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Understanding group critical illness cover

Understanding group critical illness cover

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Given that GCI schemes plug the cover gap left by group life assurance and group income protection schemes, they can provide invaluable financial support to your employees in times of need. Therefore, they should always be given due consideration when designing an all-inclusive, well-rounded benefits package.

Take-up for GCI cover is now on the rise. The Swiss Re Group Watch 2023 report shows an 11.6% increase in in-force group critical illness policies in 2022. If you already have, or are considering implementing a group critical illness scheme, you should ensure that your employee communications reference the following important key points:

  • Critical illness premiums are a P11D taxable benefit, and what this means for an employee’s tax liability
  • A critical illness diagnosis can be life-changing; critical illness insurance will provide a degree of financial security at a vulnerable time, and so can have a big impact on reducing stress in the event that it is needed
  • Critical illness benefit is paid tax-free, and can be used however an employee needs to help their recovery
  • Insurers apply pre-existing and related conditions exclusion clauses: this enables greater ease in joining a scheme, but it is important to be aware that this applies a degree of uncertainty at the point of claim. The insurer will consider the medical evidence during a claim assessment to determine if there pre-existing elements to the condition.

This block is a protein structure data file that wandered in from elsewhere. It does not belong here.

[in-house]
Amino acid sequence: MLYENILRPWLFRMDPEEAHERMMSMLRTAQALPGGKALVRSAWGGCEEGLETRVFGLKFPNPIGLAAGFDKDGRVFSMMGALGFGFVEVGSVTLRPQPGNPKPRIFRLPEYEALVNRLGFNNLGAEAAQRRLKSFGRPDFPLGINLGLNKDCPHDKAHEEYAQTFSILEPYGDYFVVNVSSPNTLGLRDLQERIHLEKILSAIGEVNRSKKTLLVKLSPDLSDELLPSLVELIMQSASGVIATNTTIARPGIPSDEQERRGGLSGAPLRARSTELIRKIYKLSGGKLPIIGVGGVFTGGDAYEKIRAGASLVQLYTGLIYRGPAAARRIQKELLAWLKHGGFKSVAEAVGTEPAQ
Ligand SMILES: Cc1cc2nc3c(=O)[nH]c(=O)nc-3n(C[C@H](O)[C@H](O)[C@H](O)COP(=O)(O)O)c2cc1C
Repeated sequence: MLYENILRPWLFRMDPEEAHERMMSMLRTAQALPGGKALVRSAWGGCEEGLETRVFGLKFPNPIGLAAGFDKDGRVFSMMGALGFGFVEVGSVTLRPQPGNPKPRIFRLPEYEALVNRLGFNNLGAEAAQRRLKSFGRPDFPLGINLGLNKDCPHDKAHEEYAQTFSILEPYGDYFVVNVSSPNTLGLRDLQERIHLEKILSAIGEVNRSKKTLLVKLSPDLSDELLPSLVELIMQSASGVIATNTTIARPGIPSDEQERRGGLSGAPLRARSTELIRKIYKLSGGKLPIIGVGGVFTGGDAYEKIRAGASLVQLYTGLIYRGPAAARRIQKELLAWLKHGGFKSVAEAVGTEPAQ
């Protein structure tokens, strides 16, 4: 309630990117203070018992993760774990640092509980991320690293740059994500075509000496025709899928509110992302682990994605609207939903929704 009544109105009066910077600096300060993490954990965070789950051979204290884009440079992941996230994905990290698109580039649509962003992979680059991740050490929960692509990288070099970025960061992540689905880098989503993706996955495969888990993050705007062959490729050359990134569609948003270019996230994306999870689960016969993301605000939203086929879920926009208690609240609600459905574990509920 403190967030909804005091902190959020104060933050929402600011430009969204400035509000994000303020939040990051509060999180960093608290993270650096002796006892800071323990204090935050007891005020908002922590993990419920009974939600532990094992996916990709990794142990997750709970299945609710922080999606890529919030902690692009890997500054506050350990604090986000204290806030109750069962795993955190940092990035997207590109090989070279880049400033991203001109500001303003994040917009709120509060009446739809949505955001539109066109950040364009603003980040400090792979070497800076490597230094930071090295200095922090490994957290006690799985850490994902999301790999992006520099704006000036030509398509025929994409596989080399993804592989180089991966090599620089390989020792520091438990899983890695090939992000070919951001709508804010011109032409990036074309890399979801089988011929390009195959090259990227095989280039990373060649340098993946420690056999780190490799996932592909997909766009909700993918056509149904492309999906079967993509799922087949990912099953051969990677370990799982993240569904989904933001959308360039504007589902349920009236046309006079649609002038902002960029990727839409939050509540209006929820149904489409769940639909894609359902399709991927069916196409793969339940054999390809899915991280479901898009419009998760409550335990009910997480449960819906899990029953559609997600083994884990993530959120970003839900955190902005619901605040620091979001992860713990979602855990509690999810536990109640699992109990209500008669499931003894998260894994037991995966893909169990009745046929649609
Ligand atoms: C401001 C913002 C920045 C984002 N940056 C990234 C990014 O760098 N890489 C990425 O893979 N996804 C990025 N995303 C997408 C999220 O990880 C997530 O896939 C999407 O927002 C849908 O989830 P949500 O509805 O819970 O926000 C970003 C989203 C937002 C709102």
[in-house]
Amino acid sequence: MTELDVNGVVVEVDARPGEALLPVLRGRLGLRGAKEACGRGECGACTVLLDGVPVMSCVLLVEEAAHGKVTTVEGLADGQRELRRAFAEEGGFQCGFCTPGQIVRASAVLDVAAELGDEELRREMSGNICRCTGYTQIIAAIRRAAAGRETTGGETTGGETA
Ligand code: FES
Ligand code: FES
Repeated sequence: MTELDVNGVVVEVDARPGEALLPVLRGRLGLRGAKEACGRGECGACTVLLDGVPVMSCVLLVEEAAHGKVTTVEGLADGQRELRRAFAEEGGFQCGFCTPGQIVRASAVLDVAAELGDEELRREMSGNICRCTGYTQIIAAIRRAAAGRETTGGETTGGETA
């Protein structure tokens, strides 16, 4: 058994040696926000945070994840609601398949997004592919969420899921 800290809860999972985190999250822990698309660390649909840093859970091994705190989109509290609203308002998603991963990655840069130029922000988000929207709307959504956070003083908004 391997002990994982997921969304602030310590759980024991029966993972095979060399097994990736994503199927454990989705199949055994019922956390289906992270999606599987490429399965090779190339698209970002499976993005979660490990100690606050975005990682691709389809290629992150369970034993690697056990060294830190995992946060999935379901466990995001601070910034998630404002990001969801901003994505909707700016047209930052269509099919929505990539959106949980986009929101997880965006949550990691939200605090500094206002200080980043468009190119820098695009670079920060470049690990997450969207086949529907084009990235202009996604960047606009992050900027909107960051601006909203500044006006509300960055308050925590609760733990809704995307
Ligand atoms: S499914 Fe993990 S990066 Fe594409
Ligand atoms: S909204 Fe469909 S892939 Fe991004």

• Following on from the point above, not all illnesses are covered. The insurer generally has a list of about 20 core conditions and 20 supplementary conditions that are covered. Clarity on the insurer’s specific definitions of the actual conditions that they are being covered can be provided on request.
  • Critical illness cover is often included for children, at no additional cost
  • Additional, complimentary employee support services are often provided by the insurer, such as:
    • A personal nurse service,e to provide employees with long-term practical and emotional support
    • A second medical opinion service, to ensure that employees are getting the correct diagnosis and best available medical advice on treatment options

Employees will only value the benefits that they are being provided with if they have a clear understanding of how they meet their specific needs, at any given time in their working lifecycle. The medium and language used in communicating with employees is a key component to an effective benefits strategy, and can have a big impact on the perception and value associated with them. In the case of benefits such as critical illness cover which can require more in-depth understanding, this is especially crucial. The right communications strategy can drive engagement, improve absenteeism, increase benefit take-up rates and, ultimately, improve your ROI.